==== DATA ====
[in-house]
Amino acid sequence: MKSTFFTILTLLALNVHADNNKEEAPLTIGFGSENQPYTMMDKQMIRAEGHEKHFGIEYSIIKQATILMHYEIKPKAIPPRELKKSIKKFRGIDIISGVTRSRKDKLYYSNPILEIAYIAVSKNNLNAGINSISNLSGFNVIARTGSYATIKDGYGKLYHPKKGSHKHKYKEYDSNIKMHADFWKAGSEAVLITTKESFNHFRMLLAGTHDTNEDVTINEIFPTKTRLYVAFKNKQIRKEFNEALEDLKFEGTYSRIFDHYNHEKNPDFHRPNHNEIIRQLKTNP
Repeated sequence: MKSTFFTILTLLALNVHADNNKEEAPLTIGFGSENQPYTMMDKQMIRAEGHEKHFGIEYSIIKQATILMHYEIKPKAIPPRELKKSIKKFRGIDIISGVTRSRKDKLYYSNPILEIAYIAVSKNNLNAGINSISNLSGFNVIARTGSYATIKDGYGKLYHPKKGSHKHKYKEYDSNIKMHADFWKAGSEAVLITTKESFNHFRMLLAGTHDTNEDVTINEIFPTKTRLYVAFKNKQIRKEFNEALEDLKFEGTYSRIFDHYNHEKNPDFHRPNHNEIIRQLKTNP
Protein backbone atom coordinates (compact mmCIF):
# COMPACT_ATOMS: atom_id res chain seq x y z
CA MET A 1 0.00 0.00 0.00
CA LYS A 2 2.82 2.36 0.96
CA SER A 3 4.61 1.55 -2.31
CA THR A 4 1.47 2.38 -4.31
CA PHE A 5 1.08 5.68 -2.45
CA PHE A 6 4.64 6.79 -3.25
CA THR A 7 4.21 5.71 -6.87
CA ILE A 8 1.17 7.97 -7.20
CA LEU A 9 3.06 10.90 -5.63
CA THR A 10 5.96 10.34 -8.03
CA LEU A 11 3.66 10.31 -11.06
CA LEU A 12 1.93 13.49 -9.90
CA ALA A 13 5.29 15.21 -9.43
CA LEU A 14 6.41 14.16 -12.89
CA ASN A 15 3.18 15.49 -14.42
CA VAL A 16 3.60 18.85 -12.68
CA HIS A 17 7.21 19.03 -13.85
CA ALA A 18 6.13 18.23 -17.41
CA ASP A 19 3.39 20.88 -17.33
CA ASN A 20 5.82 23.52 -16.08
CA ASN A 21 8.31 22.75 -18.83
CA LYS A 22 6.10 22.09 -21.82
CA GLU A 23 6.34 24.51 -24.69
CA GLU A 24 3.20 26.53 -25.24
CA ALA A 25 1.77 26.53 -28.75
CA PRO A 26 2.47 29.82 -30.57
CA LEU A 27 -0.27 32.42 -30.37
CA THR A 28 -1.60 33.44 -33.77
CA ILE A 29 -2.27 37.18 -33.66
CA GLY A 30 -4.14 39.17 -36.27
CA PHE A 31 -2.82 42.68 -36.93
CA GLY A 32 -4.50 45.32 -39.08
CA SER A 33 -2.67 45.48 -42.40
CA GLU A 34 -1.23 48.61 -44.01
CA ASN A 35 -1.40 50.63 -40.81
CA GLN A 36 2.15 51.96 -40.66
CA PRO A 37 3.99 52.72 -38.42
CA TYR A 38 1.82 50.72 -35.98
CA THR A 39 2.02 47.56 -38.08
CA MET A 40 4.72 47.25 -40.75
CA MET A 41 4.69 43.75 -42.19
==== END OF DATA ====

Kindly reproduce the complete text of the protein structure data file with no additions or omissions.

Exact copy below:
[in-house]
Amino acid sequence: MKSTFFTILTLLALNVHADNNKEEAPLTIGFGSENQPYTMMDKQMIRAEGHEKHFGIEYSIIKQATILMHYEIKPKAIPPRELKKSIKKFRGIDIISGVTRSRKDKLYYSNPILEIAYIAVSKNNLNAGINSISNLSGFNVIARTGSYATIKDGYGKLYHPKKGSHKHKYKEYDSNIKMHADFWKAGSEAVLITTKESFNHFRMLLAGTHDTNEDVTINEIFPTKTRLYVAFKNKQIRKEFNEALEDLKFEGTYSRIFDHYNHEKNPDFHRPNHNEIIRQLKTNP
Repeated sequence: MKSTFFTILTLLALNVHADNNKEEAPLTIGFGSENQPYTMMDKQMIRAEGHEKHFGIEYSIIKQATILMHYEIKPKAIPPRELKKSIKKFRGIDIISGVTRSRKDKLYYSNPILEIAYIAVSKNNLNAGINSISNLSGFNVIARTGSYATIKDGYGKLYHPKKGSHKHKYKEYDSNIKMHADFWKAGSEAVLITTKESFNHFRMLLAGTHDTNEDVTINEIFPTKTRLYVAFKNKQIRKEFNEALEDLKFEGTYSRIFDHYNHEKNPDFHRPNHNEIIRQLKTNP
Protein backbone atom coordinates (compact mmCIF):
# COMPACT_ATOMS: atom_id res chain seq x y z
CA MET A 1 0.00 0.00 0.00
CA LYS A 2 2.82 2.36 0.96
CA SER A 3 4.61 1.55 -2.31
CA THR A 4 1.47 2.38 -4.31
CA PHE A 5 1.08 5.68 -2.45
CA PHE A 6 4.64 6.79 -3.25
CA THR A 7 4.21 5.71 -6.87
CA ILE A 8 1.17 7.97 -7.20
CA LEU A 9 3.06 10.90 -5.63
CA THR A 10 5.96 10.34 -8.03
CA LEU A 11 3.66 10.31 -11.06
CA LEU A 12 1.93 13.49 -9.90
CA ALA A 13 5.29 15.21 -9.43
CA LEU A 14 6.41 14.16 -12.89
CA ASN A 15 3.18 15.49 -14.42
CA VAL A 16 3.60 18.85 -12.68
CA HIS A 17 7.21 19.03 -13.85
CA ALA A 18 6.13 18.23 -17.41
CA ASP A 19 3.39 20.88 -17.33
CA ASN A 20 5.82 23.52 -16.08
CA ASN A 21 8.31 22.75 -18.83
CA LYS A 22 6.10 22.09 -21.82
CA GLU A 23 6.34 24.51 -24.69
CA GLU A 24 3.20 26.53 -25.24
CA ALA A 25 1.77 26.53 -28.75
CA PRO A 26 2.47 29.82 -30.57
CA LEU A 27 -0.27 32.42 -30.37
CA THR A 28 -1.60 33.44 -33.77
CA ILE A 29 -2.27 37.18 -33.66
CA GLY A 30 -4.14 39.17 -36.27
CA PHE A 31 -2.82 42.68 -36.93
CA GLY A 32 -4.50 45.32 -39.08
CA SER A 33 -2.67 45.48 -42.40
CA GLU A 34 -1.23 48.61 -44.01
CA ASN A 35 -1.40 50.63 -40.81
CA GLN A 36 2.15 51.96 -40.66
CA PRO A 37 3.99 52.72 -38.42
CA TYR A 38 1.82 50.72 -35.98
CA THR A 39 2.02 47.56 -38.08
CA MET A 40 4.72 47.25 -40.75
CA MET A 41 4.69 43.75 -42.19